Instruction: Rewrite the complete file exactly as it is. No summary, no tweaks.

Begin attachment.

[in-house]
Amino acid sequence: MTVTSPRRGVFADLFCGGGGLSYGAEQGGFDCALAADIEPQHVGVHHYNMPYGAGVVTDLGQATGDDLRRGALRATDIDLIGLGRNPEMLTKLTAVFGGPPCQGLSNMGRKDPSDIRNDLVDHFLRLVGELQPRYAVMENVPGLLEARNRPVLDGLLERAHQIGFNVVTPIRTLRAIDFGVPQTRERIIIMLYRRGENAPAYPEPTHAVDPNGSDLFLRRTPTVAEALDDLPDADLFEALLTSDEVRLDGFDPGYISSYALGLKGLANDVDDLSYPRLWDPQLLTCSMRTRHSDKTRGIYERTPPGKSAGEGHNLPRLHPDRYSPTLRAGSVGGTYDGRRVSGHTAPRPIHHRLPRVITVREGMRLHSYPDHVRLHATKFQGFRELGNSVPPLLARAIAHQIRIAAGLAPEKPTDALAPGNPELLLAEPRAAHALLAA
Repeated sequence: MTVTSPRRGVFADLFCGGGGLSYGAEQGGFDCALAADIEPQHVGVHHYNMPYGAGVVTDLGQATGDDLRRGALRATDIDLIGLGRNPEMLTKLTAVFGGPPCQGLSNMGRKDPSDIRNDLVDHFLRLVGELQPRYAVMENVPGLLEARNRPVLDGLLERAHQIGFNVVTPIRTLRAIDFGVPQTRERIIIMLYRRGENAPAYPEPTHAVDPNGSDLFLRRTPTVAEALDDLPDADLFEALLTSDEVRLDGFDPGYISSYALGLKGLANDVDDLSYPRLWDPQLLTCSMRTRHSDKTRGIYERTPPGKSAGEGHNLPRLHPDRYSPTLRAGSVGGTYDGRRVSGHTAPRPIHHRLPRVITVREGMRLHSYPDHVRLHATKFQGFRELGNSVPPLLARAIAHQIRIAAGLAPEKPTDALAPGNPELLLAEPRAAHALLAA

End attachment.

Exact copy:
[in-house]
Amino acid sequence: MTVTSPRRGVFADLFCGGGGLSYGAEQGGFDCALAADIEPQHVGVHHYNMPYGAGVVTDLGQATGDDLRRGALRATDIDLIGLGRNPEMLTKLTAVFGGPPCQGLSNMGRKDPSDIRNDLVDHFLRLVGELQPRYAVMENVPGLLEARNRPVLDGLLERAHQIGFNVVTPIRTLRAIDFGVPQTRERIIIMLYRRGENAPAYPEPTHAVDPNGSDLFLRRTPTVAEALDDLPDADLFEALLTSDEVRLDGFDPGYISSYALGLKGLANDVDDLSYPRLWDPQLLTCSMRTRHSDKTRGIYERTPPGKSAGEGHNLPRLHPDRYSPTLRAGSVGGTYDGRRVSGHTAPRPIHHRLPRVITVREGMRLHSYPDHVRLHATKFQGFRELGNSVPPLLARAIAHQIRIAAGLAPEKPTDALAPGNPELLLAEPRAAHALLAA
Repeated sequence: MTVTSPRRGVFADLFCGGGGLSYGAEQGGFDCALAADIEPQHVGVHHYNMPYGAGVVTDLGQATGDDLRRGALRATDIDLIGLGRNPEMLTKLTAVFGGPPCQGLSNMGRKDPSDIRNDLVDHFLRLVGELQPRYAVMENVPGLLEARNRPVLDGLLERAHQIGFNVVTPIRTLRAIDFGVPQTRERIIIMLYRRGENAPAYPEPTHAVDPNGSDLFLRRTPTVAEALDDLPDADLFEALLTSDEVRLDGFDPGYISSYALGLKGLANDVDDLSYPRLWDPQLLTCSMRTRHSDKTRGIYERTPPGKSAGEGHNLPRLHPDRYSPTLRAGSVGGTYDGRRVSGHTAPRPIHHRLPRVITVREGMRLHSYPDHVRLHATKFQGFRELGNSVPPLLARAIAHQIRIAAGLAPEKPTDALAPGNPELLLAEPRAAHALLAA